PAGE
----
- Available Technology
Keywords: Coatings, Biomaterials, Medical Devices, Orthopaedics
External fixation is a well-established orthopedic practice in which fractured bones or fusion sites are immobilized for healing by placing wires and/or pins into the bone on either side. Unfortunately, both superficial and deep tissue infections are prevalent with the use of external fixators, particularly Staphylococcal infections. The economic burden caused by treating such infections is expected to reach $1.6B annually by 2020. Though other antimicrobial coatings have been developed for use in orthopedics, the process required to insert the hardware into the patient exerts a tremendous shearing force, compromising the stability, longevity and efficacy of the product coating. Clemson researchers have engineered a mechanically-stable antibiotic coating that withstands insertion to disperse a consistent antibiotic dosage throughout the lifespan of the implant.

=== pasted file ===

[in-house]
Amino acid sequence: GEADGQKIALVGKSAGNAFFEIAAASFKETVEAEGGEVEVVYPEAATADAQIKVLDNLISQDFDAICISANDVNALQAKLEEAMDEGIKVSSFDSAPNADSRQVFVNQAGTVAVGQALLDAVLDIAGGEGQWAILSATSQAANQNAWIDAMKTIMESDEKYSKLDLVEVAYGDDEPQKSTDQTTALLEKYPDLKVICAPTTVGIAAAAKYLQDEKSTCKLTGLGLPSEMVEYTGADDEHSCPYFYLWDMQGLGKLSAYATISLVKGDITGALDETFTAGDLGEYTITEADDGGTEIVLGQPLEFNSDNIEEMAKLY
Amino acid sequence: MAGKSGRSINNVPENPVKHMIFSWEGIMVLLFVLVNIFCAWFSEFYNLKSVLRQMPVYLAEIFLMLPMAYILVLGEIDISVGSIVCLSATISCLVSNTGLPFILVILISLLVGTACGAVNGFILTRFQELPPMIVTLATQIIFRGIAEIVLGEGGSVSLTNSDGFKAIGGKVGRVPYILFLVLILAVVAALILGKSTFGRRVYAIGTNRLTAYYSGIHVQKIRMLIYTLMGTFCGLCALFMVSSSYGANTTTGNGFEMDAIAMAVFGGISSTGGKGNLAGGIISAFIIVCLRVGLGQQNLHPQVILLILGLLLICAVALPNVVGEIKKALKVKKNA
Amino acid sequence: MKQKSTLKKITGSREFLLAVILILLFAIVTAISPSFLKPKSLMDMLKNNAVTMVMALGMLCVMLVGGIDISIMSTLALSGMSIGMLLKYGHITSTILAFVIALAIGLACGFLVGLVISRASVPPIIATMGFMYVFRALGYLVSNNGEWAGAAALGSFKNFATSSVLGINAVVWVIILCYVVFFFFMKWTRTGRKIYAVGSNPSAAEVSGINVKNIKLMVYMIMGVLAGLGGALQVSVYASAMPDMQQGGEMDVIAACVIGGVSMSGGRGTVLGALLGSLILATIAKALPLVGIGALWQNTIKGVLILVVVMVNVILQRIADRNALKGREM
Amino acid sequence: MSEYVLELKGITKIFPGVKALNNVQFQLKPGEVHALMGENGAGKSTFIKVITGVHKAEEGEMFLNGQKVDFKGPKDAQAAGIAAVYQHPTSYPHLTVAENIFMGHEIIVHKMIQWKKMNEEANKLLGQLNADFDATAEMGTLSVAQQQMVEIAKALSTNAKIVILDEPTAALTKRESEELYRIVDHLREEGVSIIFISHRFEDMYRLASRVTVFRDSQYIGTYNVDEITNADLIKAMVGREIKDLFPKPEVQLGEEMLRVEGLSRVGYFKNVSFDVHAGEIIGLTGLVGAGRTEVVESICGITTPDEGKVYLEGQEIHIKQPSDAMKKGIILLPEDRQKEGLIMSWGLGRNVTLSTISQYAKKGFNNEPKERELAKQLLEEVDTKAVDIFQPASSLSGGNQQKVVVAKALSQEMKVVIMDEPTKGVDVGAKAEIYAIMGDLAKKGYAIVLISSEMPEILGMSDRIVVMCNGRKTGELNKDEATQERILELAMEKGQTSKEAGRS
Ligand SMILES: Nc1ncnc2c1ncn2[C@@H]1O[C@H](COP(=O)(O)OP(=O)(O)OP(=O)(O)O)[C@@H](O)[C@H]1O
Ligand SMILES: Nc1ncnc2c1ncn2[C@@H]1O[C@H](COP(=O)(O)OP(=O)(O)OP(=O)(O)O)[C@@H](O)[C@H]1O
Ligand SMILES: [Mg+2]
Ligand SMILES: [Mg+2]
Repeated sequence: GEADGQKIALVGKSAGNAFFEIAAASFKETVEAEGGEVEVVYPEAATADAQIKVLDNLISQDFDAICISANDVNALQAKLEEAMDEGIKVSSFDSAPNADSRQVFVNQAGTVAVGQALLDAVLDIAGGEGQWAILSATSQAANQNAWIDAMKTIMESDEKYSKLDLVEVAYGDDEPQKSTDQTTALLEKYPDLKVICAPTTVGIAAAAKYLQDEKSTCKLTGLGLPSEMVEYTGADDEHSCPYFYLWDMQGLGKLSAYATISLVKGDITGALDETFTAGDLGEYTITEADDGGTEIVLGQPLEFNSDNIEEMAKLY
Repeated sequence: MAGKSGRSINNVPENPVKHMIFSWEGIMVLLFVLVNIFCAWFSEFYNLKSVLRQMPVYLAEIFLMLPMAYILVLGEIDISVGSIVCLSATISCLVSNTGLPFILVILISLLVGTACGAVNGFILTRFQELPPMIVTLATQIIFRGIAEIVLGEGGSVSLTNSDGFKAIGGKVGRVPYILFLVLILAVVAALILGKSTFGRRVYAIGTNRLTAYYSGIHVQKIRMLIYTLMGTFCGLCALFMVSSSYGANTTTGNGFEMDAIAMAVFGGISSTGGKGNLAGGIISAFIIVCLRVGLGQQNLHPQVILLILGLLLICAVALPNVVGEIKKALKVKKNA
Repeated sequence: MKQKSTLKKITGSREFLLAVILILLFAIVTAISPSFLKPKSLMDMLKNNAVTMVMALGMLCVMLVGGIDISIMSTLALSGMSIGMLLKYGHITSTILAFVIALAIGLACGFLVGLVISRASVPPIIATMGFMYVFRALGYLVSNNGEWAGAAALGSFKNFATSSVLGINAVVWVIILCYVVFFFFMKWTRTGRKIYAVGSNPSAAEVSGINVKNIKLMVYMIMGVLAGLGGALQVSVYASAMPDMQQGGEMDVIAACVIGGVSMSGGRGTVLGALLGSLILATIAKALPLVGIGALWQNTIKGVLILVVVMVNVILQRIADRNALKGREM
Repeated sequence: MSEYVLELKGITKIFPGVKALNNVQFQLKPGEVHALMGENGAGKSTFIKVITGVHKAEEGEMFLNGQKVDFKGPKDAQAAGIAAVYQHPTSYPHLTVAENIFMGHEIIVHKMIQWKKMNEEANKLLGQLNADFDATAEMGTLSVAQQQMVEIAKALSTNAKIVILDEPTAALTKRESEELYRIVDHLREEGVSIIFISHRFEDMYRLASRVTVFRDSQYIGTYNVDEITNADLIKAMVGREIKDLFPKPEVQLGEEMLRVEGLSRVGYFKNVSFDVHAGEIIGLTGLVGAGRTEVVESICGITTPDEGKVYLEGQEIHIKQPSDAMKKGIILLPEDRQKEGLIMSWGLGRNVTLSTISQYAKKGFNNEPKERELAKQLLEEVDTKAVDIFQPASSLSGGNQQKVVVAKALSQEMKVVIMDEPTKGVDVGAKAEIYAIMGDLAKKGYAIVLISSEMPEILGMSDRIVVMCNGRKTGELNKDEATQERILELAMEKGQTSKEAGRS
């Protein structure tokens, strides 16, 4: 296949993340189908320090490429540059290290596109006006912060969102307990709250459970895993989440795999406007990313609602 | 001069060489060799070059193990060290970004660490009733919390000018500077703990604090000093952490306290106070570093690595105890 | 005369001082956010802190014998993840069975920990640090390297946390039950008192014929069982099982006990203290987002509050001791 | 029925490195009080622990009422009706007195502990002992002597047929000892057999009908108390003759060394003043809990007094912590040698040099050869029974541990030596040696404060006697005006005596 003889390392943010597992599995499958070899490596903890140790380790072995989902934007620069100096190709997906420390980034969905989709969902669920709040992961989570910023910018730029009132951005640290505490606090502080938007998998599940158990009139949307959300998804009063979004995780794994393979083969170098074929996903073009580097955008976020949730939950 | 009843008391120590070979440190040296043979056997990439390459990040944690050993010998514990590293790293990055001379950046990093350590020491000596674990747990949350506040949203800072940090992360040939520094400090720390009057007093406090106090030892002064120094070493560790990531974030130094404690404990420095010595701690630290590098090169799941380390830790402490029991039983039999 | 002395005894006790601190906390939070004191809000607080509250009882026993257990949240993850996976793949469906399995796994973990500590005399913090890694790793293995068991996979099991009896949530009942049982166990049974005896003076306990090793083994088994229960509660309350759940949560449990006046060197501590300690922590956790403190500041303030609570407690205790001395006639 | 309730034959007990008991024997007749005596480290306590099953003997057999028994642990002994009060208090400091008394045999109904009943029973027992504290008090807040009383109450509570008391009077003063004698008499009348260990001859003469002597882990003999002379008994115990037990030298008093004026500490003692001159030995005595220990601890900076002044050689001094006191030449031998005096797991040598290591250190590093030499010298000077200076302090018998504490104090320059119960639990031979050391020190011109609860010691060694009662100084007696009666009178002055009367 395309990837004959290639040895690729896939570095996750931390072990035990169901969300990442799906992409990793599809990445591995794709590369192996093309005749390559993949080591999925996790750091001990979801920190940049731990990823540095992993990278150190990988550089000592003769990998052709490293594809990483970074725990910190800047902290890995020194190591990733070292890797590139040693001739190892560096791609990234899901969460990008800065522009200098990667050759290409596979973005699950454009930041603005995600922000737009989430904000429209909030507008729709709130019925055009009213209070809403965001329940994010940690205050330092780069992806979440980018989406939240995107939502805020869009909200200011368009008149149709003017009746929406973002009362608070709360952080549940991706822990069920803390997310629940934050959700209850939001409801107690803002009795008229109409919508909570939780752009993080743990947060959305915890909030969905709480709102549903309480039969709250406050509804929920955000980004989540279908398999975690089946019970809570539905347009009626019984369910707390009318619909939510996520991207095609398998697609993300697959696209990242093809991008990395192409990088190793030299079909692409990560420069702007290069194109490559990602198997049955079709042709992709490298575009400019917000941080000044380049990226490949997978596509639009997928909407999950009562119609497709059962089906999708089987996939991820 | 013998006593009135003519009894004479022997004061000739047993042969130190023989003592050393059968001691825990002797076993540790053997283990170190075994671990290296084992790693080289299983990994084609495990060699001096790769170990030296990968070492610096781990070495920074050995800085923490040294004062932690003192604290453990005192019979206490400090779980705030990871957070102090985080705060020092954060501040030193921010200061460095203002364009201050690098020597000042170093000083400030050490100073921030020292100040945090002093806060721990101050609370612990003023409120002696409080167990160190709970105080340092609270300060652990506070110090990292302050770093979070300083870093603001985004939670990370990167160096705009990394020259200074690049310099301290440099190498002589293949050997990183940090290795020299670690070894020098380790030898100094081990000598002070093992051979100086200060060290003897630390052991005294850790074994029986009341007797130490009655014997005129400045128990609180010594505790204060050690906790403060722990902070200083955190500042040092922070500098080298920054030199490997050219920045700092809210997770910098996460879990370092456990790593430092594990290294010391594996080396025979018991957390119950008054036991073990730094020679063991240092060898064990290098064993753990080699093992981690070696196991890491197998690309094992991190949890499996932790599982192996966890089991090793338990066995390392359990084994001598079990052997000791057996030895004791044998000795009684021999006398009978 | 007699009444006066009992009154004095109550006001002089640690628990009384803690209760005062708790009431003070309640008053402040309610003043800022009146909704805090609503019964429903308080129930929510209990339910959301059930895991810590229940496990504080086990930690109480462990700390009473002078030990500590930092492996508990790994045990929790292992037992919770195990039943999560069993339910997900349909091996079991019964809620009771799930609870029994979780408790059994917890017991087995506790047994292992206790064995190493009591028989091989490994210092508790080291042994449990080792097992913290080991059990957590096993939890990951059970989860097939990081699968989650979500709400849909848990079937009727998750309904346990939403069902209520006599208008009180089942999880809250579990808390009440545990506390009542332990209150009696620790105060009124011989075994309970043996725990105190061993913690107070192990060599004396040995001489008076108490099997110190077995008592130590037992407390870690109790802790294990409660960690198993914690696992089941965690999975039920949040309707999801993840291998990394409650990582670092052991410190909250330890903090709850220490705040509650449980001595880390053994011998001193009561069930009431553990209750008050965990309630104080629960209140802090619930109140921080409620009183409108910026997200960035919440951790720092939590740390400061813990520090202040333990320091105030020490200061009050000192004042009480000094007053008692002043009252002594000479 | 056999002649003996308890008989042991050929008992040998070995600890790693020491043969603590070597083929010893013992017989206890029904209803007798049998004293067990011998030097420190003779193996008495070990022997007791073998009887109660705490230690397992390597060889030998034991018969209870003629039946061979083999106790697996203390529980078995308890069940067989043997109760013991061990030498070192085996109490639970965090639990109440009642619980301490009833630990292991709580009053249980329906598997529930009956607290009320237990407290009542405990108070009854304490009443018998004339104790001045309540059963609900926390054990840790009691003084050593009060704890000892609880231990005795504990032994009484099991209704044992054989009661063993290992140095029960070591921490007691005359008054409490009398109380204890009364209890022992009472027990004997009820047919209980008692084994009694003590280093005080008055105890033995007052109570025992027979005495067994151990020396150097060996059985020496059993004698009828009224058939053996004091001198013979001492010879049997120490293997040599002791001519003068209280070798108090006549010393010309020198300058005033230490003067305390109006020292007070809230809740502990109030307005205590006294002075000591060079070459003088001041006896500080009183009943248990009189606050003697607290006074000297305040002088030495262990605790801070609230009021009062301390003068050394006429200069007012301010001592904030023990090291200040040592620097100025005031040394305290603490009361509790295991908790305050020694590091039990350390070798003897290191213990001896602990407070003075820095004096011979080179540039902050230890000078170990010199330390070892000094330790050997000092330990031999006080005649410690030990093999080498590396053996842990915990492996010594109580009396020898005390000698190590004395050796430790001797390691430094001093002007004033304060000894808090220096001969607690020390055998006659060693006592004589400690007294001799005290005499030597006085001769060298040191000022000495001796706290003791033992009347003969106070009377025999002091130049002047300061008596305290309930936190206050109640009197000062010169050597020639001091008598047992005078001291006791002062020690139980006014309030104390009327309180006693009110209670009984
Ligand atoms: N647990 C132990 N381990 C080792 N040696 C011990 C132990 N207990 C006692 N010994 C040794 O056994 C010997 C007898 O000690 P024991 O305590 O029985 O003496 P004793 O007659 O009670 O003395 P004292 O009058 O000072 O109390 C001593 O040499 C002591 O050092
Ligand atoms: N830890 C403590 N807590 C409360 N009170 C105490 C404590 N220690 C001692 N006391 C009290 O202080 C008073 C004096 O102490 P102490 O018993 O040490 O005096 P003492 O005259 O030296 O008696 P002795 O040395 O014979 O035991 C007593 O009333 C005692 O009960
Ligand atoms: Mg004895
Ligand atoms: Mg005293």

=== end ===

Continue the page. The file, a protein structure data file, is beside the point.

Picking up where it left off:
Antimicrobial coating for orthopedics
This highly-adherent polyglycidyl methacrylate-based (PGMA) coating for external fixator hardware resists mechanical shearing and degradation over time, allowing for consistent dispersion of antibiotics at the implant site. The coating consists of a co-polymer of up to three polymers: PGMA, which is responsible for high adhesion to metal, polyoligoethyleneglycol methacrylate (POEGMA), which forms domains for incorporation of hydrophilic drugs, and polylauryl methacrylate (PLMA), which forms domains for incorporation of hydrophobic drugs. Both hydrophilic and hydrophobic drugs can be incorporated into PGMA-based films in much higher doses than during a simple drug adsorption. Use of PGMA-based coating allowed for prolonged drug release and increased the drug’s long-term storage stability. Such PGMAbased coatings remain stable on metal implants after application of considerable shear forces, which enables incorporation and sustained release for broad range of drugs, including antibiotics, anti-inflammatory drugs, growth factors, and many others.
In vitro pre-clinical studies completed
Dr. Alexey Vertegel & Dr. Christopher Gross
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